Student Loan Payments When Poor

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Every Friday I take a reader’s question and spend some time answering it.  Our question today was submitted via my reader survey.  If you want to ask a question contact me.

How does one pay back student loans when they can barely make rent and buy groceries?

The reason most financial folks call student loans “good” is because of their flexibility.  And in this case, that is a good thing for you.

Sometimes you just need a little breathing room to get your finances under control.   In this post I introduce you to student loan repayment options.

Short Term Solution: Student Loan Deferment or Forbearance

Deferring Student Loans

Deferring your student loans means that you will have a period of time where your payments are not required.  Such deferments are typically offered if you are returning to an eligible school, facing economic hardship, or you are currently unemployed.

Based on your question, it seems as though you would qualify for a student loan deferment (due to economic hardship).

In addition to meeting the necessary requirements your loan must be active (not in default).

If you are eligible you should contact the holder of your loan and request the necessary paperwork to file for a student loan deferment.

Student Loan Forbearance

When one is offered a student loan forbearance they are given a set period of time where they have permission to stop making payments.  A forbearance can be for up to one year at a time.  To qualify, you typically need to prove your poor health, have extenuating personal problems, your inability to pay within the maximum repayment term, or your monthly payments equal more than 20% of your monthly income.

Note: Interest will continue to accumulate during the forbearance.

If you are eligible, you should contact the holder of your loan and request the necessary paperwork to file for a student loan forbearance.

I’d try and get a student loan deferment as it seems like you are an eligible candidate.  The process is really quite simple and I know of many people who have received a deferment without much effort.  In fact, when my wife and I went to grad school we had my wife’s student loans deferred.  If you are not eligible and your monthly student loan payments exceed 20% of your income, then get the forms for a student loan forbearance.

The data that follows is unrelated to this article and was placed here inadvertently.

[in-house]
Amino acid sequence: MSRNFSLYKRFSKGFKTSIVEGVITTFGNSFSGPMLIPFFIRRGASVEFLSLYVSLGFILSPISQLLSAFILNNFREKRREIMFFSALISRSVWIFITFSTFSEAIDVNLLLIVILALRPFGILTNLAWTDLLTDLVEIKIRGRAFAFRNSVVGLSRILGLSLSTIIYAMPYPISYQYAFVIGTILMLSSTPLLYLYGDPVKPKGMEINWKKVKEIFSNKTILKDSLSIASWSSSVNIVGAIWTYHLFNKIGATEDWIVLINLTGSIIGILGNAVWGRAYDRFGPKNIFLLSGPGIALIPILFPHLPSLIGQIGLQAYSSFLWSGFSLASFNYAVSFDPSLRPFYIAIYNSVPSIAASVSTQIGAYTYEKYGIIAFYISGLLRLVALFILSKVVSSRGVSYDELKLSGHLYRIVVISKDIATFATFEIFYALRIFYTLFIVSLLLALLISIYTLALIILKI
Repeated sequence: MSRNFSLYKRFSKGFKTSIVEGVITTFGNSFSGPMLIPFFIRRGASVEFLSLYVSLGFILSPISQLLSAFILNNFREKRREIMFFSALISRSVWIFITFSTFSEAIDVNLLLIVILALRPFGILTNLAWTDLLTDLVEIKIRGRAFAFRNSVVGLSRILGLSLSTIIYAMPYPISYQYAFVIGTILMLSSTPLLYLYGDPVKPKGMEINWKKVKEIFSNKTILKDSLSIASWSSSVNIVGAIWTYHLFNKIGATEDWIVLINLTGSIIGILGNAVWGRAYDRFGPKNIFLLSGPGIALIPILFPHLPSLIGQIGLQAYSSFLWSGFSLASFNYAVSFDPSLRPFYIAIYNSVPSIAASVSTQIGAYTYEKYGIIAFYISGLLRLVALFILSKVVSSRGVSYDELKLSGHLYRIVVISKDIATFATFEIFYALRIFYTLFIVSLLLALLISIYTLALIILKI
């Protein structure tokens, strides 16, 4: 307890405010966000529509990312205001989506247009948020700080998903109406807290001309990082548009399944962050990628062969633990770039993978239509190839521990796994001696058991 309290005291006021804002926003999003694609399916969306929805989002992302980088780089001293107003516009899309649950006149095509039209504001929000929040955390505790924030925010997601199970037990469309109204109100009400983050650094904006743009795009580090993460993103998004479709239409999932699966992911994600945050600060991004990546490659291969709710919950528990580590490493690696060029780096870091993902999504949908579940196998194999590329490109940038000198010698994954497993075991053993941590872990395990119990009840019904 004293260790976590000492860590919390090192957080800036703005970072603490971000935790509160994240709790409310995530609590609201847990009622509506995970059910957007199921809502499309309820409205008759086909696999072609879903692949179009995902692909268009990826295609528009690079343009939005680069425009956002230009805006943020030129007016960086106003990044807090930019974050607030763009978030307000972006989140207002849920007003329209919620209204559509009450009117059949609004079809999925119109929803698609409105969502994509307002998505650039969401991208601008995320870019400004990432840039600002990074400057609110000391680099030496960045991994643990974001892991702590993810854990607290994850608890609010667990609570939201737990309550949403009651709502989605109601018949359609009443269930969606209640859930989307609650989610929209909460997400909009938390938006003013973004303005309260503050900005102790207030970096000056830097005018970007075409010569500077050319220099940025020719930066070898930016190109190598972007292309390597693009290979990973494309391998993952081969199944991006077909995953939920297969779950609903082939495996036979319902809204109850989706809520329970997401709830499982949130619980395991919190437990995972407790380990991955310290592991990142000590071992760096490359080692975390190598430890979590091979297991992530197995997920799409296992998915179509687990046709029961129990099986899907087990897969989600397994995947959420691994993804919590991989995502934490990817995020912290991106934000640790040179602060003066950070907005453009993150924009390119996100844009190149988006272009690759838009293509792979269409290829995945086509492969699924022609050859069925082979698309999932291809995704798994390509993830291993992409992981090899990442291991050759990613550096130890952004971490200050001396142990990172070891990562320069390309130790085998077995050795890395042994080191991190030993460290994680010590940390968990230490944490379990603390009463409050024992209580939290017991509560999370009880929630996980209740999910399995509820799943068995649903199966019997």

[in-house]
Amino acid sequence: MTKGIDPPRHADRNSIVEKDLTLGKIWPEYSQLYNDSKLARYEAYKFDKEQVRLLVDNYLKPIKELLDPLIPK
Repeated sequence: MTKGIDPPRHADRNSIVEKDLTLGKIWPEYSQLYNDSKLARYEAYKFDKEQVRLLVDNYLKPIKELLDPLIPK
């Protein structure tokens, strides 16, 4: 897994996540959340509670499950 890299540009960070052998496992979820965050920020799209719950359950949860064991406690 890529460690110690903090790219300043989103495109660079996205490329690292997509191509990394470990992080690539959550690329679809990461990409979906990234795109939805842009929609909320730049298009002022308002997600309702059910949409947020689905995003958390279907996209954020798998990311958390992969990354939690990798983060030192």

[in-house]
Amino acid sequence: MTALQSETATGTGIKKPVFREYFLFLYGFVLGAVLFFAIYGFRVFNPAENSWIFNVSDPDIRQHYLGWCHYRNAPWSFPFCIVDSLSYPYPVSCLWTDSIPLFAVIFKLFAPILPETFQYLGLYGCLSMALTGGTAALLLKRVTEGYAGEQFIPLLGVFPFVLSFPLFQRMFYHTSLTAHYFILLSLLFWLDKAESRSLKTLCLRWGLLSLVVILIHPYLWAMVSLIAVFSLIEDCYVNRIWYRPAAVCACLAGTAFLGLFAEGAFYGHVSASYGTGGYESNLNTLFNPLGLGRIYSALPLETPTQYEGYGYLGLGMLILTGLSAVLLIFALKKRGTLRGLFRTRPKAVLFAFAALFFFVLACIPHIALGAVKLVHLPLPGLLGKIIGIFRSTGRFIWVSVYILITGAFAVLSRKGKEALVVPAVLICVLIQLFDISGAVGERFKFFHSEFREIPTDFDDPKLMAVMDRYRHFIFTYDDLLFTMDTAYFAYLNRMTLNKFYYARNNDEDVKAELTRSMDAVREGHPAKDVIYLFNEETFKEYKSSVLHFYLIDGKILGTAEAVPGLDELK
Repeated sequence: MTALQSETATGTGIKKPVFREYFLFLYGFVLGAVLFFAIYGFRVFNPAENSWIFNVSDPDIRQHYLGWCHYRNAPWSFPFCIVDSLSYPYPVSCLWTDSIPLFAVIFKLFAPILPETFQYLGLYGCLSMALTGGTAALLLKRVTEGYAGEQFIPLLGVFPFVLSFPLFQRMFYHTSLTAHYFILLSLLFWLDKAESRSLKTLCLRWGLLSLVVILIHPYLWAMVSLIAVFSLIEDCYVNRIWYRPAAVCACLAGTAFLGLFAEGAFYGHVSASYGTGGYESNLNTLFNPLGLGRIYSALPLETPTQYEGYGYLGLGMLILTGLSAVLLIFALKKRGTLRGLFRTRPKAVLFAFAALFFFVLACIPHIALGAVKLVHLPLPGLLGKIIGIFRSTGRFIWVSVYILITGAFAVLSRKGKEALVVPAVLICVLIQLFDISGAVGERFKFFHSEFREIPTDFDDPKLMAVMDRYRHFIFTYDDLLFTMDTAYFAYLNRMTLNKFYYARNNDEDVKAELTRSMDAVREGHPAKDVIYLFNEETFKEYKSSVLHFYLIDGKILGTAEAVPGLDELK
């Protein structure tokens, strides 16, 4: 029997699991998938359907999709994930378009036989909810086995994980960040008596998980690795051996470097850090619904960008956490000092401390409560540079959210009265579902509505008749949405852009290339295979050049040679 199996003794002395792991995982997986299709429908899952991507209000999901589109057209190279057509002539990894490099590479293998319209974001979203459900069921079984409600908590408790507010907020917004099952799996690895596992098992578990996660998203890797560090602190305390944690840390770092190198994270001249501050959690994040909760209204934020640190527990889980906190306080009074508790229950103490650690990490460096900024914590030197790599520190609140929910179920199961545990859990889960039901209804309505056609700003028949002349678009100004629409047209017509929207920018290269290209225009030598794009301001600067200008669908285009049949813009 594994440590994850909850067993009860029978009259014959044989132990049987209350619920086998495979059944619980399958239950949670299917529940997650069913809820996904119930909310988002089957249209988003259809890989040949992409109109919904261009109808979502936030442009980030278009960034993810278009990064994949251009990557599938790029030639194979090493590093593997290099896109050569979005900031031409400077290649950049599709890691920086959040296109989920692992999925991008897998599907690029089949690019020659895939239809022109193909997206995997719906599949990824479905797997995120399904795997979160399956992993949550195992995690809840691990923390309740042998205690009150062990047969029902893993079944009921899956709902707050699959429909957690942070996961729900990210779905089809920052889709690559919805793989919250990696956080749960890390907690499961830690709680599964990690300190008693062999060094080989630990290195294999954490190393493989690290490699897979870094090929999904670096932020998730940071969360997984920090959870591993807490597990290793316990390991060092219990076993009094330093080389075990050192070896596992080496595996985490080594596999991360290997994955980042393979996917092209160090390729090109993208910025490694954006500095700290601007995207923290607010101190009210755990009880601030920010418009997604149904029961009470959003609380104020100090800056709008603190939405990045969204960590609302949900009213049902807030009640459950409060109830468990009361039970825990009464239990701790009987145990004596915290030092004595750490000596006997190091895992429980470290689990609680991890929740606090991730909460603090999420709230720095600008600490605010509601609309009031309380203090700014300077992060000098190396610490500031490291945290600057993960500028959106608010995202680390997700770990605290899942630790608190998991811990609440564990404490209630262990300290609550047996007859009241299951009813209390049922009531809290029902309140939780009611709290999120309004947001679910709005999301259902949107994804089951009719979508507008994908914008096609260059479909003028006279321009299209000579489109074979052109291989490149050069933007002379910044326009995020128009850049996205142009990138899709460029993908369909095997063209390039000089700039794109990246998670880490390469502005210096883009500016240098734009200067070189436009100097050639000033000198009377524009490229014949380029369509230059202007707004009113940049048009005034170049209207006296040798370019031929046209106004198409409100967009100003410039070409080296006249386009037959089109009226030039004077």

Is a student loan deferment biblical?

When you make a loan of any kind to your neighbor, do not go into his house to get what he is offering as a pledge. Stay outside and let the man to whom you are making the loan bring the pledge out to you. If the man is poor, do not go to sleep with his pledge in your possession. Return his cloak to him by sunset so that he may sleep in it. Then he will thank you, and it will be regarded as a righteous act in the sight of the Lord your God. (Deuteronomy 24:10-13 NIV)

The Bible has always promoted fairness in lending and does allow for economic hardship deferral.

Remember, the intention is not to escape your obligation to repay.  It is simply to make time for you to get your financial act together.

Long Term Solution

Increase Income

From your short question, I’d say the missing link is your income – it simply is not enough.

Start by seeking out a good paying part time job.  Here is a list of 50 part time jobs to consider.  In addition, this might be a perfect time to make a few extra dollars as a 2010 census taker or work doing some mystery shopping.

From there I would map out a long term game plan on how you will use your education, gifts, and passion to find a more profitable full time job.

Reduce Spending

Be sure that you are keeping a written budget every month.  Learn how to make a budget.  Also, cut costs by being resourceful.  Make frugal your new favorite word.

I hope this information helps and I hope that you can find a way to get free from this financial burden.  Let me know if there is anything else you need.

Disclaimer: None of this information should be considered legal or professional advice.  You should additionally seek out the advice of a financial professional.  Your exact situation depends on facts unknown to me.

Anyone else have any advice?  How would you advise/encourage this reader?

Comments

  1. Emily Mahoney says

    This post caught my eye because I work for Sallie Mae, actually selling private student loans. While I do not work in collections, I can tell you that we work with parents and students in every way to help them pay back loans. Your suggestions are excellent, however, I would advise getting in touch with one collector and keeping their phone extension. When only one person is working on your case, it become a lot less frustrating to work with the company. You can also consolidate debts, to make sure that you’re paying the lowest interest rate possible. For private loans, the interest rate can go up to 12.5%, plus LIBOR, which is adjustable. If you have one of these loans and can’t make the payments, consolidation may be the best option. I hope this helps a little!

  2. Craig says

    @Emily.
    Thanks for chiming in. Glad that someone one ‘in the industry’ was able to comment.
    Great tip on talking only with one collector. These types of discussion can get so complicated so at least working with one person makes the process much smoother.

  3. D Saltares says

    co-sign parent loan-got sick, unemployed, am now disable-do i still own the balance of this loan. will get goverment benefits. had consolidated loan but have still made payment -i am current with payment (my daughter has been doing the payments) do i still own this loan , since i am disable? thank-you for your any information on this situation. d.s

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